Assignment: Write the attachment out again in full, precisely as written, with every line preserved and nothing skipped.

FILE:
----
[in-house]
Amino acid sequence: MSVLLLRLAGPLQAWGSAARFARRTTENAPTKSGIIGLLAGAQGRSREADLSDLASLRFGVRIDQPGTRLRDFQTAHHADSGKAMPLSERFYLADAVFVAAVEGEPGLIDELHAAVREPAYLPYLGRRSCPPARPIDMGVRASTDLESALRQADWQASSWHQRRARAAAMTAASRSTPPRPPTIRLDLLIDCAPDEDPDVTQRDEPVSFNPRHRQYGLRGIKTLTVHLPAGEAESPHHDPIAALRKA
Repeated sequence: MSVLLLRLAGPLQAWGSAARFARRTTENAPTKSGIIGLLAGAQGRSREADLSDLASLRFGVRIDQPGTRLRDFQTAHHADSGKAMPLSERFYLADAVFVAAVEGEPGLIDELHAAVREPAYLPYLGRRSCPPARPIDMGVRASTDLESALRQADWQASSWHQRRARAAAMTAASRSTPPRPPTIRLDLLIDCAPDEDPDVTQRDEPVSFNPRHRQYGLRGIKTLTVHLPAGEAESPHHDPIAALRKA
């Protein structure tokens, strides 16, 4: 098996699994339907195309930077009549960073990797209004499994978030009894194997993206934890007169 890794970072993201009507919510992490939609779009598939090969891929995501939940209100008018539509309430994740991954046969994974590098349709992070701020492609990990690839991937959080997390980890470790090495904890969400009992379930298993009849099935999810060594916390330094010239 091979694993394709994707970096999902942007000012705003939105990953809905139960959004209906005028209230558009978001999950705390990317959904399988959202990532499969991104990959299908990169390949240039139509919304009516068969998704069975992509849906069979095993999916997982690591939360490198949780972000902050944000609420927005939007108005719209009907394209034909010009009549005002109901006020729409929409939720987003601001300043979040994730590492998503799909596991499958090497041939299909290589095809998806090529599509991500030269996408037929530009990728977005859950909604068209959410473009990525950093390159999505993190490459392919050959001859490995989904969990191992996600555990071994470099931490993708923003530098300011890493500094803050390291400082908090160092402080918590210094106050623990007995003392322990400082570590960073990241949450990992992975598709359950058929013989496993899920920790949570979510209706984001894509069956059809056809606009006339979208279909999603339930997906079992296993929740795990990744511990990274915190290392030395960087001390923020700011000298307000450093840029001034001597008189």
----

[in-house]
Amino acid sequence: MSVLLLRLAGPLQAWGSAARFARRTTENAPTKSGIIGLLAGAQGRSREADLSDLASLRFGVRIDQPGTRLRDFQTAHHADSGKAMPLSERFYLADAVFVAAVEGEPGLIDELHAAVREPAYLPYLGRRSCPPARPIDMGVRASTDLESALRQADWQASSWHQRRARAAAMTAASRSTPPRPPTIRLDLLIDCAPDEDPDVTQRDEPVSFNPRHRQYGLRGIKTLTVHLPAGEAESPHHDPIAALRKA
Repeated sequence: MSVLLLRLAGPLQAWGSAARFARRTTENAPTKSGIIGLLAGAQGRSREADLSDLASLRFGVRIDQPGTRLRDFQTAHHADSGKAMPLSERFYLADAVFVAAVEGEPGLIDELHAAVREPAYLPYLGRRSCPPARPIDMGVRASTDLESALRQADWQASSWHQRRARAAAMTAASRSTPPRPPTIRLDLLIDCAPDEDPDVTQRDEPVSFNPRHRQYGLRGIKTLTVHLPAGEAESPHHDPIAALRKA
């Protein structure tokens, strides 16, 4: 098996699994339907195309930077009549960073990797209004499994978030009894194997993206934890007169 890794970072993201009507919510992490939609779009598939090969891929995501939940209100008018539509309430994740991954046969994974590098349709992070701020492609990990690839991937959080997390980890470790090495904890969400009992379930298993009849099935999810060594916390330094010239 091979694993394709994707970096999902942007000012705003939105990953809905139960959004209906005028209230558009978001999950705390990317959904399988959202990532499969991104990959299908990169390949240039139509919304009516068969998704069975992509849906069979095993999916997982690591939360490198949780972000902050944000609420927005939007108005719209009907394209034909010009009549005002109901006020729409929409939720987003601001300043979040994730590492998503799909596991499958090497041939299909290589095809998806090529599509991500030269996408037929530009990728977005859950909604068209959410473009990525950093390159999505993190490459392919050959001859490995989904969990191992996600555990071994470099931490993708923003530098300011890493500094803050390291400082908090160092402080918590210094106050623990007995003392322990400082570590960073990241949450990992992975598709359950058929013989496993899920920790949570979510209706984001894509069956059809056809606009006339979208279909999603339930997906079992296993929740795990990744511990990274915190290392030395960087001390923020700011000298307000450093840029001034001597008189």